May the blessing of this Christmas Season bring hope and joy into your hearts and homes.
Bishop of Down and Connor
‘Glory to God in the highest heaven!’
The account we read this evening from Luke’s Gospel shows Jesus being born into a situation of total oppression. Luke reminds us of the political regime which controls the land and the effect this has on the people. Luke only gives one sentence to the actual birth of Jesus and then focuses his attention on the shepherds. There is a reason for their presence. Shepherds were considered ‘ritually unclean’ because of their close contact with animals. Their lives would have been full of poverty, fear and struggle. So, this scene that Luke paints is not a tranquil setting, this is a setting on the margins. Everything about this story is provocative and uneasy. It is into this ‘mess’ God comes as a homeless child. We are being invited to expect the unexpected.
Luke begins his gospel as he means to continue, turning the world upside down in solidarity with the outcast. He places angels rejoicing with shepherds, the ‘highest’ and the ‘lowest’, giving glory to God together. The good news of Jesus’ birth goes first to the marginalised. It is in their name that the shepherds are chosen. As you sing the Gloria during this Christmas season, come back to this marginal space where it was first sung, with the angels and the shepherds in a field. No boundaries, no walls, no purification rituals, but the promise of a deep peace for all, a peace for which the world desperately longs. It is for this reason we rejoice. We are invited to Bethlehem today, to open up our hearts to the One who has come. We return, like the shepherds ‘glorifying and praising God for all they have seen and heard’. All are welcome to the manger. May we welcome all as God does, with compassion and love.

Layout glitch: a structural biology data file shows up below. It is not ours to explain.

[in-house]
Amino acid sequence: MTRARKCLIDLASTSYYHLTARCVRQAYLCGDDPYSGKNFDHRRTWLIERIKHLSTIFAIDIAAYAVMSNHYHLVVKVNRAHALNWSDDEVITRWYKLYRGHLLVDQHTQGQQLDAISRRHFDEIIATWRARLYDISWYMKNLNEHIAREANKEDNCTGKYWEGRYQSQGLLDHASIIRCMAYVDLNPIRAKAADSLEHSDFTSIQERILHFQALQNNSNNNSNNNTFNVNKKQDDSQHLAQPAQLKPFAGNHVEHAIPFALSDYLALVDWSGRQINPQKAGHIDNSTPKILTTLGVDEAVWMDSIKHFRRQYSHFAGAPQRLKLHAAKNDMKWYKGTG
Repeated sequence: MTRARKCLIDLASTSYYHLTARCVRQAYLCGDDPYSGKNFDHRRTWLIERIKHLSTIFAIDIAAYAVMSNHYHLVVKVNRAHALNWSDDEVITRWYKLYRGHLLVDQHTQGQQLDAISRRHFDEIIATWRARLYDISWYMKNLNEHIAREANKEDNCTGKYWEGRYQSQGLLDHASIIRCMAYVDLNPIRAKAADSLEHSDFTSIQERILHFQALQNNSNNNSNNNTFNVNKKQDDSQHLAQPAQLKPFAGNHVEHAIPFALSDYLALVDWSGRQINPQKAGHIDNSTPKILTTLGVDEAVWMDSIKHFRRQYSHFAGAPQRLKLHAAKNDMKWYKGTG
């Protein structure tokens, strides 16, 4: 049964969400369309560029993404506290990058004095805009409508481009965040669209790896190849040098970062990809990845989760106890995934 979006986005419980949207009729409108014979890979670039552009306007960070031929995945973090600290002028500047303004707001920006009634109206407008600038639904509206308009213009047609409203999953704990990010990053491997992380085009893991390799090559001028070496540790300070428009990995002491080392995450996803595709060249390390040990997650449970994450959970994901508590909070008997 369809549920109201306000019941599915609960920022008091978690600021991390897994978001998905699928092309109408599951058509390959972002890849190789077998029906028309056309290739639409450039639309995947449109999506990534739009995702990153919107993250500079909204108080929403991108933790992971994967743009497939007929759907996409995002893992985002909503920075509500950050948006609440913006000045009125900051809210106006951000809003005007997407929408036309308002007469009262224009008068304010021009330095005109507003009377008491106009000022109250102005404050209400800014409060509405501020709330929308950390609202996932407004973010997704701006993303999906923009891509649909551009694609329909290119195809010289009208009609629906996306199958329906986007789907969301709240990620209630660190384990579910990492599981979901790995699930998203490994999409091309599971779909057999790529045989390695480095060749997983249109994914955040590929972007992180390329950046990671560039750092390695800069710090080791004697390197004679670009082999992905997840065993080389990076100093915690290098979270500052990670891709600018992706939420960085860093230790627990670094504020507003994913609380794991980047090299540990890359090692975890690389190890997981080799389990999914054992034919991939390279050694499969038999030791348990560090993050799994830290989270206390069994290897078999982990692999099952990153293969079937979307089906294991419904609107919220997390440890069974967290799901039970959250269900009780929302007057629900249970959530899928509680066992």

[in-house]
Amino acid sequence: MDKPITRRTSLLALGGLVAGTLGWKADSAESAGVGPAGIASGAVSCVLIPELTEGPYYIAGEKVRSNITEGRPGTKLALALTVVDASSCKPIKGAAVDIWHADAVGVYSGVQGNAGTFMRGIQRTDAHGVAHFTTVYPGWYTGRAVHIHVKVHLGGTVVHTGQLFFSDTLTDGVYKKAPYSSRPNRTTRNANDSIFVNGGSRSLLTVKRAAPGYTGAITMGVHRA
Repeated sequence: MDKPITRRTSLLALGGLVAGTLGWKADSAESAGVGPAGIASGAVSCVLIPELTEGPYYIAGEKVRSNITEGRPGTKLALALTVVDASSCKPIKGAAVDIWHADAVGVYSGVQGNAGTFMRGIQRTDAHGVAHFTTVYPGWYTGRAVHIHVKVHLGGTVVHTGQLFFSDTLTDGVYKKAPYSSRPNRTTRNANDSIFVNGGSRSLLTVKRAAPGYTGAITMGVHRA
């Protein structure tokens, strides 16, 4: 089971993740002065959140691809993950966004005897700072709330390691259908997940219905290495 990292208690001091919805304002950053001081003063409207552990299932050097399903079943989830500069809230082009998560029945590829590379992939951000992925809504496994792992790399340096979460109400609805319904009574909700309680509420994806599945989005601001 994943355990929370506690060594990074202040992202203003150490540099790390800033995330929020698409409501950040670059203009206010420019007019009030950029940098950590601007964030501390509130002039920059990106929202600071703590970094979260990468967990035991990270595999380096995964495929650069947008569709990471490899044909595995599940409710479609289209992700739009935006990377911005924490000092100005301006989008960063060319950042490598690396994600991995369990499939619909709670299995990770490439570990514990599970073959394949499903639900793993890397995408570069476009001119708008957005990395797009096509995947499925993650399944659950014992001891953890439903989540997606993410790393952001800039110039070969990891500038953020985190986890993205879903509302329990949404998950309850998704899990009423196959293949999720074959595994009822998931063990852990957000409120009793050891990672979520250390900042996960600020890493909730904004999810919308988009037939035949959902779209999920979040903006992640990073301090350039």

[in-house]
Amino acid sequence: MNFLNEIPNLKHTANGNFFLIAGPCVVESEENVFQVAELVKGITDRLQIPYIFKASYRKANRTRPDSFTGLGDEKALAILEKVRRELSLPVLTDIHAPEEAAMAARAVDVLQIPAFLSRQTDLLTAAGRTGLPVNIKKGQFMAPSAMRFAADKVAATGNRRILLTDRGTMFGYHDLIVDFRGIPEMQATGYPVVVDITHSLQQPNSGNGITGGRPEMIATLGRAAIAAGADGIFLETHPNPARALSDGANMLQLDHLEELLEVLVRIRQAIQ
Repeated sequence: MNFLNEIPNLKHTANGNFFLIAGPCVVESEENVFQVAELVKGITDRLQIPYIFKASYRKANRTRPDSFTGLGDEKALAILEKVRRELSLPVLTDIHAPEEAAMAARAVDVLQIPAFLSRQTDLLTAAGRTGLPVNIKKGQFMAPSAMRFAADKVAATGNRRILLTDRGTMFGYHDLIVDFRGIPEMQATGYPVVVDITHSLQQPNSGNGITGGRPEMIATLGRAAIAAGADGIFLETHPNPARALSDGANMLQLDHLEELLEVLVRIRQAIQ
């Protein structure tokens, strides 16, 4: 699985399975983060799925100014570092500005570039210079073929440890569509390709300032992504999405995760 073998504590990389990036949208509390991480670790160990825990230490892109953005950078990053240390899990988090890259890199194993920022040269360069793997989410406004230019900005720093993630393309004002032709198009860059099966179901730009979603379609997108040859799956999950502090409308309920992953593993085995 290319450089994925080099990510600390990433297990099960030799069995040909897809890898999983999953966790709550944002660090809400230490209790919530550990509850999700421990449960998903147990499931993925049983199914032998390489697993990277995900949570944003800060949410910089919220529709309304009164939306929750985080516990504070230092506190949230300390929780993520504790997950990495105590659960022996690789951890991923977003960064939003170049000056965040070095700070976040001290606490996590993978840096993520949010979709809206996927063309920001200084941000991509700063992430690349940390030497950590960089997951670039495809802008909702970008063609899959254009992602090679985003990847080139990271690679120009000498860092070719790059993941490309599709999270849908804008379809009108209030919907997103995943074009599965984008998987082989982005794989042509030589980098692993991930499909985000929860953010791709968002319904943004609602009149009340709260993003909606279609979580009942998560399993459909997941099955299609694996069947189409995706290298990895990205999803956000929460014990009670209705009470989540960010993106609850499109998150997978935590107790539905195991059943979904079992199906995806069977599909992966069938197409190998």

‘O Come, O Come, Emmanuel, come forth from deep within me with Christmas luminous beauty. For my heart has become the sacred crib, the birthing place of God-among-us.’
Christmas Table Prayer
Loving God, on this Christmas day we give thanks that Jesus, your Son, has come into our world bringing us gifts of peace and joy. Bless us as we sit down together for our Christmas meal. Bless the food we share and help us to remember those who are hungry. Be with our neighbours and our friends, those who are lonely, sick or away from home. We pray that our departed loved ones may sit now at your table in heaven. May the joy of this feast give us strength and light, now and in the days ahead. Amen
Fr Thomas and staff wish you and your family
Christmas Joy and Peace and a very Happy New Year